7.1.1 When to start ART in adults and adolescents

Consolidated ARV guidelines, June 2013

Rationale and supporting evidence: Cost and cost–effectiveness

The Guidelines Development Group reviewed mathematical simulations of the costs and epidemiological benefits of initiating ART at a CD4 count ≤350 cells/mm3, CD4 count ≤500 cells/mm3 and for all adults with HIV regardless of CD4 cell count. These models suggest that expanding the ART eligibility criteria to ≤500 cells/mm3 could lead to substantial health benefits and be cost-effective in both generalized and concentrated epidemic settings; the increased cost of earlier ART would be partly offset by subsequent reduced costs (such as decreased hospitalization and increased productivity) and preventing new HIV infections (Web Annex).

However, these benefits depend on a high testing uptake, high treatment coverage, sustained adherence and high rates of retention in care. The models also show that, because the greatest costs are associated with full implementation of the 2010 ART guidelines (2) (initiating ART at CD4 count ≤350 cells/mm3), the incremental cost of moving the ART initiation criterion from a CD4 count ≤350 cells/mm3 to ≤500 cells/ mm3 is relatively small, especially if countries already have a substantial number of people with HIV with a CD4 cell count less than 350 cells/mm3 already receiving ART.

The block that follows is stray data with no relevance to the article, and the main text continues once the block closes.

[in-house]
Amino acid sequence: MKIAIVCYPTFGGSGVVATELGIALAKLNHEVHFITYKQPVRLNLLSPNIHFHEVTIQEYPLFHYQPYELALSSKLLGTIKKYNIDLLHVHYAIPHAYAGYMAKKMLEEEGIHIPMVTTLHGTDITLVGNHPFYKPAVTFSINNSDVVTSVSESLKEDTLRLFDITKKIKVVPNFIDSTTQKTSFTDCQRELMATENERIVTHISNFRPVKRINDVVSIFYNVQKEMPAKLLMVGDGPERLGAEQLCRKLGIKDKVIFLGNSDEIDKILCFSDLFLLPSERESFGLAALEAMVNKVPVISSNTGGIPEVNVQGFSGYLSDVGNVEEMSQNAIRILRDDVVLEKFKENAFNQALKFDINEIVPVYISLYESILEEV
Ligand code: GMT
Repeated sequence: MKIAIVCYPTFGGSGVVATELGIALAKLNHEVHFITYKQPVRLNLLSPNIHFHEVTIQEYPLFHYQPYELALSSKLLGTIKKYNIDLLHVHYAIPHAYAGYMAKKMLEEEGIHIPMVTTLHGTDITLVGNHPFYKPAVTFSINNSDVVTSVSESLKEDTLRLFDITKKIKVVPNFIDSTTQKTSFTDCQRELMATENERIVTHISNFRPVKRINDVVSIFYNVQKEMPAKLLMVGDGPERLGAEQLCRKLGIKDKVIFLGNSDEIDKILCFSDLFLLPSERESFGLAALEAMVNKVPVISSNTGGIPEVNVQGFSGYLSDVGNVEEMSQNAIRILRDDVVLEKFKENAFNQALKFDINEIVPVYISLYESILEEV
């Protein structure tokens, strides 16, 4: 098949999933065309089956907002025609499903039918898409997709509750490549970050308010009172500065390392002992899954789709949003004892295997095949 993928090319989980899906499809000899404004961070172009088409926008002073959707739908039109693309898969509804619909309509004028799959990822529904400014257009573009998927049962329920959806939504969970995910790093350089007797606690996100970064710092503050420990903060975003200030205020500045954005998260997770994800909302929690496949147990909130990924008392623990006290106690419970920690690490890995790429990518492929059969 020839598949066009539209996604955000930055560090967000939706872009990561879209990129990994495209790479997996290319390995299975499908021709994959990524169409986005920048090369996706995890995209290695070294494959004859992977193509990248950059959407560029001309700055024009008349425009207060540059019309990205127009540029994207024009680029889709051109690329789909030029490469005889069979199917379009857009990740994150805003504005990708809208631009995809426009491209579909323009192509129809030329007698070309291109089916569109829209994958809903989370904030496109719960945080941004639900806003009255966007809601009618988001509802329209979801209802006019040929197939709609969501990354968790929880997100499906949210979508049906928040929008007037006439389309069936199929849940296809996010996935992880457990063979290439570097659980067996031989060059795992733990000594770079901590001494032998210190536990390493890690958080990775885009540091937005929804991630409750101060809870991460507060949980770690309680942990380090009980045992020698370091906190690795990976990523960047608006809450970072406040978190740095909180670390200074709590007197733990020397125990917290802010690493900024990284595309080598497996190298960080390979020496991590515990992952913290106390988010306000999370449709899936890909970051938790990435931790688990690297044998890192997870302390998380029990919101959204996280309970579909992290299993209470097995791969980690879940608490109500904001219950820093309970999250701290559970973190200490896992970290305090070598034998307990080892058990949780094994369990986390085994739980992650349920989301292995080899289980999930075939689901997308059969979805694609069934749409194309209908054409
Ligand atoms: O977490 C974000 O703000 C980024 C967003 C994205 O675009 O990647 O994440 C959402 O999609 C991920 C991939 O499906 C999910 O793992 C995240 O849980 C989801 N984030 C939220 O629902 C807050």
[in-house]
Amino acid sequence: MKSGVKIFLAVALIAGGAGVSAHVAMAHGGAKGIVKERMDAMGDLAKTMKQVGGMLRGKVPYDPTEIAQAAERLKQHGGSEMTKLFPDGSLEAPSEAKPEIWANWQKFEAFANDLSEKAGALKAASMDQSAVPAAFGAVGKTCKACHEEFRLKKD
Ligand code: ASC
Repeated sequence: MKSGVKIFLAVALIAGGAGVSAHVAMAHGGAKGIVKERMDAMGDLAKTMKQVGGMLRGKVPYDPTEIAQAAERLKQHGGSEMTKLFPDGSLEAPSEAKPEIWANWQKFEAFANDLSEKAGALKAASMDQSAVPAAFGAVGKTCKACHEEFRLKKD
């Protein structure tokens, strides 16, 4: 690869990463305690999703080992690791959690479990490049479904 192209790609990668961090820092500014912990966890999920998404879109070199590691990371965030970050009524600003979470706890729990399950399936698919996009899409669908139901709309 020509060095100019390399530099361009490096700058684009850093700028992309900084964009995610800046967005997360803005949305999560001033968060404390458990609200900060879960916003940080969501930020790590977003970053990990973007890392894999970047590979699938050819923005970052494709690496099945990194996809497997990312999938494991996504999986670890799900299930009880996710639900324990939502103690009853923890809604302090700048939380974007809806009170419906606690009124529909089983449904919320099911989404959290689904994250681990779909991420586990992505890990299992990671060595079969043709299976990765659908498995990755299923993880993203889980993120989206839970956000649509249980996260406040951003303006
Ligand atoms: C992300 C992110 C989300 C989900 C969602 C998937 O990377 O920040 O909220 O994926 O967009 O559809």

These modelling findings support the recommendation to initiate ART in adults and adolescents with HIV with a CD4 count ≤350 cells/mm3 as a priority. However, the cost implications at the regional and country levels should be explored further, since countries have different levels of treatment coverage and local cost considerations depending on their context and resources.